As it is, poaching is becoming a huge money making-industry. When other people see the amount of money that it’s bringing on the black market, they go for it. More and more poachers inevitably mean greater dangers to our wildlife.
Ever since humans have learnt to make tools, they have killed animals for food and clothing. In many parts of the world, traditional hunting is still ongoing. Most of the time, though, villagers and tribal people are unaware of the consequences of their acts. Nor do they know that the particular organism does not exist anywhere else.
Many learned nations, however, believe in the properties of certain plants and animals to cure diseases. While components of medicine are indeed extracts of living organisms, some people favor traditional medicine. Thus, they would rather use whole plant or animal parts.
In Asia for instance, many people believe that rhino horn can treat fever, rheumatism to snakebites. Scientifically, horns are made up of keratin just like our nails. But citizens in Vietnam, China, Malaysia and Korea believe deeply in these remedies.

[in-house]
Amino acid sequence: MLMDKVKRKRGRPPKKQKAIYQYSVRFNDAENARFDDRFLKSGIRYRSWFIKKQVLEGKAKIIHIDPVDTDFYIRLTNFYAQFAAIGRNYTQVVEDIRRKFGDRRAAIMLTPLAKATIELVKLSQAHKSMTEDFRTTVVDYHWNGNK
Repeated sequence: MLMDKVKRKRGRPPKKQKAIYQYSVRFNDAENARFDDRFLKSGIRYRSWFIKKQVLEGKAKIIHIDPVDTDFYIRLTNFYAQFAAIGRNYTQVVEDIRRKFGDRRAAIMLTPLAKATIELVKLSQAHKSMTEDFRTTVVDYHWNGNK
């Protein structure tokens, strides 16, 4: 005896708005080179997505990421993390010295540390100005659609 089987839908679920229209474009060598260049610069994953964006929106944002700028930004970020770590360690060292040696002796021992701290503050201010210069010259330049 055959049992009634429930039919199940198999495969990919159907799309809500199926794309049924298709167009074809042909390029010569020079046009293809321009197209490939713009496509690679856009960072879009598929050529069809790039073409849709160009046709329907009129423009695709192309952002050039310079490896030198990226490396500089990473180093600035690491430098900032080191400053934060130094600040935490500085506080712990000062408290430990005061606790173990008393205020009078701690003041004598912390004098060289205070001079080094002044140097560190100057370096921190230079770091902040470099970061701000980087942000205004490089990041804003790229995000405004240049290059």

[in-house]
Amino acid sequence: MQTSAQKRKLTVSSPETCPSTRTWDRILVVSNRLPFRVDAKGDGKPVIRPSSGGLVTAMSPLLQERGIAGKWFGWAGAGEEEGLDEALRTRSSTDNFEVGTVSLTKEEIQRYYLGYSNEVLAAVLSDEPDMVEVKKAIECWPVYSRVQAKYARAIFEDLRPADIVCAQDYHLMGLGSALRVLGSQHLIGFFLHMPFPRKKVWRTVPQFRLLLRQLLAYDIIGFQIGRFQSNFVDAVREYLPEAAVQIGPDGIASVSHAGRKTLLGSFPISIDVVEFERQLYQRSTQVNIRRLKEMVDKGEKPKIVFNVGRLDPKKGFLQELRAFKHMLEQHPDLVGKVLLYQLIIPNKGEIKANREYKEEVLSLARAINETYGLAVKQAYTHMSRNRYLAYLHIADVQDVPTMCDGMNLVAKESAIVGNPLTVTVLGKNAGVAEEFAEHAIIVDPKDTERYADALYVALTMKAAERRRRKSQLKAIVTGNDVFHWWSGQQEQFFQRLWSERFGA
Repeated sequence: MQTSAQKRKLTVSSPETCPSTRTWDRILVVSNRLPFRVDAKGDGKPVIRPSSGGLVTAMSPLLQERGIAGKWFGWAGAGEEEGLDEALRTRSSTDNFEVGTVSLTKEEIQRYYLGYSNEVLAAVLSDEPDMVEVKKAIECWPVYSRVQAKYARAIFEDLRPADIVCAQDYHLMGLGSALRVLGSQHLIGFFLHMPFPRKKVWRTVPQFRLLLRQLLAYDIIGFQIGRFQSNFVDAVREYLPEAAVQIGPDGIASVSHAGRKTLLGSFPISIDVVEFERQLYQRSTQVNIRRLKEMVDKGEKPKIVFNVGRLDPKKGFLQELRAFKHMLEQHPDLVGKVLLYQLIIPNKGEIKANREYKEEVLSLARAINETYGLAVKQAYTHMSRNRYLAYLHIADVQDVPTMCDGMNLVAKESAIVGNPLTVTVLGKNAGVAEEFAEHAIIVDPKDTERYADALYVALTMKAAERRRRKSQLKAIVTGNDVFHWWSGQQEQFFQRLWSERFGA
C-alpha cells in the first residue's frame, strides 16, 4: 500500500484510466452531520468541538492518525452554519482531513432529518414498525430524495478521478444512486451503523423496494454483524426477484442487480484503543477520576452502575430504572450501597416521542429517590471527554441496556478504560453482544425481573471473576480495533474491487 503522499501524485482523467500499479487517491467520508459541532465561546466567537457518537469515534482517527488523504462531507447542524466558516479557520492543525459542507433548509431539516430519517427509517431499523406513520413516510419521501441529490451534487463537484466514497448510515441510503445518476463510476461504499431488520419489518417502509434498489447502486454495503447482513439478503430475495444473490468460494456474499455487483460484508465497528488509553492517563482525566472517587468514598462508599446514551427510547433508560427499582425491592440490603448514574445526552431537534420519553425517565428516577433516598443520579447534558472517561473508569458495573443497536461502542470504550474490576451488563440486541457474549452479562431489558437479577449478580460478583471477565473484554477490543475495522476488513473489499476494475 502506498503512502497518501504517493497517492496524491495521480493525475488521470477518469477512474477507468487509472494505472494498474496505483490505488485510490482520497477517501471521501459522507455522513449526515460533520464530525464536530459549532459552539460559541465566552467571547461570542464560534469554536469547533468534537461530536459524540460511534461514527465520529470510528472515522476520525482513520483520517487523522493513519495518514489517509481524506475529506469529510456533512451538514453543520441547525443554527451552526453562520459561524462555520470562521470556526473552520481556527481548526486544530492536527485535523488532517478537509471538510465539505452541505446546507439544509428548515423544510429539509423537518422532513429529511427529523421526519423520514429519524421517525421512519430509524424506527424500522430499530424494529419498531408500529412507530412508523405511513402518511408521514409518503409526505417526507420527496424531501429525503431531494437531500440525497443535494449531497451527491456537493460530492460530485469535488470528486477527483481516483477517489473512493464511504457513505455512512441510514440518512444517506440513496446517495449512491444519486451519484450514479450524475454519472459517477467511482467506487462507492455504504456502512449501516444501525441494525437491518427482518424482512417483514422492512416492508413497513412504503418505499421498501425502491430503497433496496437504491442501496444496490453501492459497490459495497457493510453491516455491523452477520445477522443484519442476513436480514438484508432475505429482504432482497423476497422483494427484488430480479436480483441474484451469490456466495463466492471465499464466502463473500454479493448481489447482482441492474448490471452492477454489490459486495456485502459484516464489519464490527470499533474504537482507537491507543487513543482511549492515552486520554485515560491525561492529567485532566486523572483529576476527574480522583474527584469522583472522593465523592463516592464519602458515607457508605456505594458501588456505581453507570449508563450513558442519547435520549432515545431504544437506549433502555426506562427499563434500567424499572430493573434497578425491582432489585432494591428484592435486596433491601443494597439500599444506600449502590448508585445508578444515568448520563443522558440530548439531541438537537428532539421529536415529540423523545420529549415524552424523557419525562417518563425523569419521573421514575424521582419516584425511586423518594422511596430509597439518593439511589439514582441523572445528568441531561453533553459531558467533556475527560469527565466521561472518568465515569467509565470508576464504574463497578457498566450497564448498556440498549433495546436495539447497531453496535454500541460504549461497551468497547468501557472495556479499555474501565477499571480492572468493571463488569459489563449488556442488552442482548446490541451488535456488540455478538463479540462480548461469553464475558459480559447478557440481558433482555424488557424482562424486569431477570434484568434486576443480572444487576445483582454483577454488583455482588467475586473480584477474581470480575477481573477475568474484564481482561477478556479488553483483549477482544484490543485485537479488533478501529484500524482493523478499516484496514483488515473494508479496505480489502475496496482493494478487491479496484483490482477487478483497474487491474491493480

Eager and persistent hunters have trailed lions, rhinos, elephants from north to south only for the joy of killing them. In this way, they can get a head/horn/skin/teeth trophy out of our wildlife. With more animals endangered and threatened with extinction, the lust for trophies has increased.
Sad but true is the fact that it is actually poor people who carry out most of today’s poaching. While the rich enjoy the market for poached animal parts, it is the poor villagers who illegally do so for petty money. The state of poverty that the Malagasies are in, for instance, forces them to poach the critically endangered lemurs for meat.
However, the recent poaching crisis has been aggravated by the emerging economic situation in China. A change in the wind for the Chinese has resulted in a lucrative demand for ivory and rare animal parts on the market.
Ivory trinkets and animal skins are traditionally possessed by the rich in China. In view of their new wealthy status, the Chinese are craving for these materials. Though trade in these wildlife products is banned, an illegal black market is fueling this traffic like crazy.